Oppositional Defiant Disorder
Your child gives a whole new meaning to the word stubborn. He loses his temper over the least little thing, refuses to compromise or listen to reason, and doesn't seem to care how his actions make other people feel. Does this behavior reach the level of oppositional defiant disorder (ODD)? Or are his unreasonable responses an attempt to defend his sensory system from attack?
Making a ODD Diagnosis
To make a diagnosis of ODD, a mental health professional will talk to the child and the parents and use DSM guidelines to identify certain patterns of behavior. ODD is indicated when a child frequently does the following:
Exhibits an inability to control his temper
Fights with parents and other grownups
Refuses to comply with reasonable requests
Behaves in a way that is annoying to others
Gets annoyed by others
Is unwilling to take responsibility for his behavior
Is in a bad mood
Behaves in a way that is vengeful and nasty
The mental health professional will expect to see that the behavior has been going on for more than half a year; impairs the child's ability to function in school, at home, and during social activities; and is not due to other psychoses or disorders.
The Sensory Integration Difference
If your child has sensory integration problems that cause her to feel threatened or upset by things that seem absolutely normal to other people, her behavior may appear to be oppositional and defiant. She knows that being tipped back to have her hair washed makes her feel off balance and frightened, and she will resist it the way you might resist being pushed off a building.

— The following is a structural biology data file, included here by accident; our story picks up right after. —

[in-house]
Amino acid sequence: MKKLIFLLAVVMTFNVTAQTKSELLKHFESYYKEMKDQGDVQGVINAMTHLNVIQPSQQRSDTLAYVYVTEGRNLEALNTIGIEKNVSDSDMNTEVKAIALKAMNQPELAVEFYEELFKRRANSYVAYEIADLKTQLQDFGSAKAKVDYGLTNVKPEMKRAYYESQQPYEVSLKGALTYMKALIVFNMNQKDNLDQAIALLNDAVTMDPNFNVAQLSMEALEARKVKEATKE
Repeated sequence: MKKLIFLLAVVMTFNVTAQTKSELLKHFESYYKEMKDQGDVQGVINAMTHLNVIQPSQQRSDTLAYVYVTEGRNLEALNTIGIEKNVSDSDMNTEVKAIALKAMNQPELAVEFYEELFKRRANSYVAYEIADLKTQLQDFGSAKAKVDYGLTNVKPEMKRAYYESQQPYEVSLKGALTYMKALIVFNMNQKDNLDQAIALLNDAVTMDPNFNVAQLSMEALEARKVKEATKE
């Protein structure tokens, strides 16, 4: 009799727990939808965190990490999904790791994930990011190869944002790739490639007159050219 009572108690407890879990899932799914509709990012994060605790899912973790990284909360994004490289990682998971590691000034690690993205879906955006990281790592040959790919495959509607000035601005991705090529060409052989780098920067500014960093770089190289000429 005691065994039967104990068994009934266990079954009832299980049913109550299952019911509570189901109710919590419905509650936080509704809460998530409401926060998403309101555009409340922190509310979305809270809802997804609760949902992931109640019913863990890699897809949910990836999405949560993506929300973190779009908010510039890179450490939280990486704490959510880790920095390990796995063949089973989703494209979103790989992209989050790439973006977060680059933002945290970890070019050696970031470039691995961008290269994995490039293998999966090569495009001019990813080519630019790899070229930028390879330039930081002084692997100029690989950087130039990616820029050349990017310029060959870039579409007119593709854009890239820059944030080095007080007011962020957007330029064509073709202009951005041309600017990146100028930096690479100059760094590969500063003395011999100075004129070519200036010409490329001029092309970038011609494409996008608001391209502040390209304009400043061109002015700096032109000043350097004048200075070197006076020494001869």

As compared to the criteria for ODD, it may appear that your child does the following:
Exhibits an inability to control her temper if a temper tantrum is the only way she can make unpleasant activities stop
Fights with parents and other grownups if they don't take her sensory needs into account
Disobeys rules if she needs to do other things to keep her body comfortable and in control
Refuses to comply with reasonable requests if those requests don't seem reasonable to her
Behaves in a way that is annoying to others if she can't modulate her movements and the volume of her voice
Gets annoyed by others if they do things that feel overwhelming or threatening to her
Is unwilling to take responsibility for her behavior if she does not understand that the things that seem right to her aren't right to others
Is in a bad mood if she is constantly overwhelmed by strong sensations and receives no help in adjusting to them
Behaves in a way that is vengeful and nasty if she reacts too strongly to things that bother her
Understanding your child's sensory integration problems and helping her find socially acceptable ways to deal with them will go a long way toward eliminating oppositional and defiant behavior. Eliminating the source of the problem will help as well. Whereas children with ODD may truly be engaging in their behaviors for no reason, your child with sensory integration disorder has reasons that make good sense to her. If they make sense to you as well, she won't have to fight so hard.